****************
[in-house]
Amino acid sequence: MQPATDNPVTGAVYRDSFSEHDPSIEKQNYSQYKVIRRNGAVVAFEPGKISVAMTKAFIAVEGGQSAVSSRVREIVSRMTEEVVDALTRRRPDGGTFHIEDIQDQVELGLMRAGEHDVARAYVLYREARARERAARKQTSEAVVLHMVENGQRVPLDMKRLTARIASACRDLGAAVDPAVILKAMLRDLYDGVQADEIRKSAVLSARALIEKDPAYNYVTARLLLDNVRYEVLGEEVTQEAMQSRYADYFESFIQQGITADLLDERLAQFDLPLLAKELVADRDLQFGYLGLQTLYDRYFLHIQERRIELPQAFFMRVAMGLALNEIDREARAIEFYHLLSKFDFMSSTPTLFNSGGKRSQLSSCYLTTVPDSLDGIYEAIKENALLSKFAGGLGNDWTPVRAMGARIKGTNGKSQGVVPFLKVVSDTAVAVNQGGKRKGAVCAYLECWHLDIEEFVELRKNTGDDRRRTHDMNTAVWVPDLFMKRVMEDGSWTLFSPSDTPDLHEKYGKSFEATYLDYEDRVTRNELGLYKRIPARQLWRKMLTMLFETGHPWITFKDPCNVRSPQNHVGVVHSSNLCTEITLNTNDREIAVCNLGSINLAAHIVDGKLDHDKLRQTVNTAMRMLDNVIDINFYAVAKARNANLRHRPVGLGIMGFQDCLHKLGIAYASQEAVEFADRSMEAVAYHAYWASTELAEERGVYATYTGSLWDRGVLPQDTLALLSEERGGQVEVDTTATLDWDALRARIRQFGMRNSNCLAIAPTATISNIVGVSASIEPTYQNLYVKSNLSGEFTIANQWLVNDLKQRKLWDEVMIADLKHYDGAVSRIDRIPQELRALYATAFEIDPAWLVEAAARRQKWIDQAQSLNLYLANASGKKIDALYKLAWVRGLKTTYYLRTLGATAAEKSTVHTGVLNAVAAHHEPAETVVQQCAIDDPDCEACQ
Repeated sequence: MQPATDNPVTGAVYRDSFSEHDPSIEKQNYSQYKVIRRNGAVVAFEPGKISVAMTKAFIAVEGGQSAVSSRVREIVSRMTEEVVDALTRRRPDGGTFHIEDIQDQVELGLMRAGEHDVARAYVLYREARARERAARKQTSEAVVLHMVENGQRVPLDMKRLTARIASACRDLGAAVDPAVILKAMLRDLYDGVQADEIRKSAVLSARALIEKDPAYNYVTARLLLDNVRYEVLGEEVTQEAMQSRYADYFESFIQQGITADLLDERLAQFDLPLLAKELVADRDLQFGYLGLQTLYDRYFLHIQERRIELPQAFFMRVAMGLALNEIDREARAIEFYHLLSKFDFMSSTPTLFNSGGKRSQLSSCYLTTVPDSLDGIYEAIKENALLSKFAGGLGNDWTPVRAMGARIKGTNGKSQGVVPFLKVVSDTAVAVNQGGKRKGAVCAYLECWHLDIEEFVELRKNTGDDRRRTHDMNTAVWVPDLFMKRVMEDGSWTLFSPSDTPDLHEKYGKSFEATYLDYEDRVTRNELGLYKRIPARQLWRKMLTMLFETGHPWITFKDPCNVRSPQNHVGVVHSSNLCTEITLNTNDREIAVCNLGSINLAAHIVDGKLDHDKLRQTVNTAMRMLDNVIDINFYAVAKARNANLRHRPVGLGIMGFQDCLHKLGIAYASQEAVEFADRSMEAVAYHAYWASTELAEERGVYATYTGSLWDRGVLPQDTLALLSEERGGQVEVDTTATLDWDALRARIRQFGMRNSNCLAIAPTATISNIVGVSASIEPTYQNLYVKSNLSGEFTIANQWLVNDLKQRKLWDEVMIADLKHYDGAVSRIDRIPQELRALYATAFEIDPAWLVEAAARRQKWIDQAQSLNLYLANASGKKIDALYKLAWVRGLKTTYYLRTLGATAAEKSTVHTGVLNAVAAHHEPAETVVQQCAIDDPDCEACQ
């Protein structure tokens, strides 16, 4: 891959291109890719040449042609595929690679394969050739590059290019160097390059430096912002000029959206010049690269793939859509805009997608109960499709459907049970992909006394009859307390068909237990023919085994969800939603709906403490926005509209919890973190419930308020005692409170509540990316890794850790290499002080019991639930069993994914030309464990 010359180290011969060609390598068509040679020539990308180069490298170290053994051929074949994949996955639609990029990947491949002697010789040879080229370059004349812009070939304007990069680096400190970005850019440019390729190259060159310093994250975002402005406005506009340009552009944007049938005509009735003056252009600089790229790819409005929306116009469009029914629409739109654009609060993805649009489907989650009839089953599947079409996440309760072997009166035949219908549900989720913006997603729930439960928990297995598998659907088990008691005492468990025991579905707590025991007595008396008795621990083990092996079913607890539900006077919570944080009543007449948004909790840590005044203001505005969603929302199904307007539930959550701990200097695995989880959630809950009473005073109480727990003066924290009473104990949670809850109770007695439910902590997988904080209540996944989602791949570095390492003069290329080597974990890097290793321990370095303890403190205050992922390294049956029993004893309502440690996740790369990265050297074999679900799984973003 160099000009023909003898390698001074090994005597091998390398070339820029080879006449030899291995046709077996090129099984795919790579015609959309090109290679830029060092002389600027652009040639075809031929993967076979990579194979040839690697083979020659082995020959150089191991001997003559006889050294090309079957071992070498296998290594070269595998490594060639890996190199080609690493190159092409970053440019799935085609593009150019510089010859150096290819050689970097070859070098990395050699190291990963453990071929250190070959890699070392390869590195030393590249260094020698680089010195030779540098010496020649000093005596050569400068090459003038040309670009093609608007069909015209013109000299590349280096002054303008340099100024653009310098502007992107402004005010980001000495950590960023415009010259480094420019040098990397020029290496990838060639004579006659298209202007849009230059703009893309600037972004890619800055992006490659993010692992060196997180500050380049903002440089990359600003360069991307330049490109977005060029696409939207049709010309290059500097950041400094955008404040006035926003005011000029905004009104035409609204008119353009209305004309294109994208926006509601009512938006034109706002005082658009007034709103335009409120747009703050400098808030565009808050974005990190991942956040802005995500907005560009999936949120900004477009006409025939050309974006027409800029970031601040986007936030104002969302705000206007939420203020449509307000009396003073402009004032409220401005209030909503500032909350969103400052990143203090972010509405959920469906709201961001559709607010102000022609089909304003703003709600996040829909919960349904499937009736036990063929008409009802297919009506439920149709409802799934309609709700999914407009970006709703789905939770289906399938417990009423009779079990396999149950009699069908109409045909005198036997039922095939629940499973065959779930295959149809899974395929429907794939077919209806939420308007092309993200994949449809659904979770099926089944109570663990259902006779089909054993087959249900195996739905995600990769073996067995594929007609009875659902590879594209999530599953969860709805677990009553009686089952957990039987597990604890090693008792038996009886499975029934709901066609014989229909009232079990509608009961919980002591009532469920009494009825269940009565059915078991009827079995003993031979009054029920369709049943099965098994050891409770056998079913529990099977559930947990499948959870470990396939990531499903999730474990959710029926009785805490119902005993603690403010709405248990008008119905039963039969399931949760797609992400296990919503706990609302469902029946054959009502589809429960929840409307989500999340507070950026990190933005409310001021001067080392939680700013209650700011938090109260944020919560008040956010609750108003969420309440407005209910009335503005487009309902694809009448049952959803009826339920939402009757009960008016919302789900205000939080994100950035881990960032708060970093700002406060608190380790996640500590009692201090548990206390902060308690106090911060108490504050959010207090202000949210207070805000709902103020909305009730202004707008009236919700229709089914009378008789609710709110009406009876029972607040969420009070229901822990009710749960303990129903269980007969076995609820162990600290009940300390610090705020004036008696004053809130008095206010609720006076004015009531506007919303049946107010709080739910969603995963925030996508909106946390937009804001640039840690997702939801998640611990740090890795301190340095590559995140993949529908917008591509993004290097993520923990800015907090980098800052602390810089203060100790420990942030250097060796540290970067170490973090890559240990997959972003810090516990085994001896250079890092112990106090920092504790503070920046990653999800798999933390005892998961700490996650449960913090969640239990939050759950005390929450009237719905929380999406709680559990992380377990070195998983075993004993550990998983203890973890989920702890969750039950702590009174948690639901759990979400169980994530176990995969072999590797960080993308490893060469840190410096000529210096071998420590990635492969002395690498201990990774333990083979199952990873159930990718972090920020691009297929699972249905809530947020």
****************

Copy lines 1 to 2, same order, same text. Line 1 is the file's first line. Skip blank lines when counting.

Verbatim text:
[in-house]
Amino acid sequence: MQPATDNPVTGAVYRDSFSEHDPSIEKQNYSQYKVIRRNGAVVAFEPGKISVAMTKAFIAVEGGQSAVSSRVREIVSRMTEEVVDALTRRRPDGGTFHIEDIQDQVELGLMRAGEHDVARAYVLYREARARERAARKQTSEAVVLHMVENGQRVPLDMKRLTARIASACRDLGAAVDPAVILKAMLRDLYDGVQADEIRKSAVLSARALIEKDPAYNYVTARLLLDNVRYEVLGEEVTQEAMQSRYADYFESFIQQGITADLLDERLAQFDLPLLAKELVADRDLQFGYLGLQTLYDRYFLHIQERRIELPQAFFMRVAMGLALNEIDREARAIEFYHLLSKFDFMSSTPTLFNSGGKRSQLSSCYLTTVPDSLDGIYEAIKENALLSKFAGGLGNDWTPVRAMGARIKGTNGKSQGVVPFLKVVSDTAVAVNQGGKRKGAVCAYLECWHLDIEEFVELRKNTGDDRRRTHDMNTAVWVPDLFMKRVMEDGSWTLFSPSDTPDLHEKYGKSFEATYLDYEDRVTRNELGLYKRIPARQLWRKMLTMLFETGHPWITFKDPCNVRSPQNHVGVVHSSNLCTEITLNTNDREIAVCNLGSINLAAHIVDGKLDHDKLRQTVNTAMRMLDNVIDINFYAVAKARNANLRHRPVGLGIMGFQDCLHKLGIAYASQEAVEFADRSMEAVAYHAYWASTELAEERGVYATYTGSLWDRGVLPQDTLALLSEERGGQVEVDTTATLDWDALRARIRQFGMRNSNCLAIAPTATISNIVGVSASIEPTYQNLYVKSNLSGEFTIANQWLVNDLKQRKLWDEVMIADLKHYDGAVSRIDRIPQELRALYATAFEIDPAWLVEAAARRQKWIDQAQSLNLYLANASGKKIDALYKLAWVRGLKTTYYLRTLGATAAEKSTVHTGVLNAVAAHHEPAETVVQQCAIDDPDCEACQ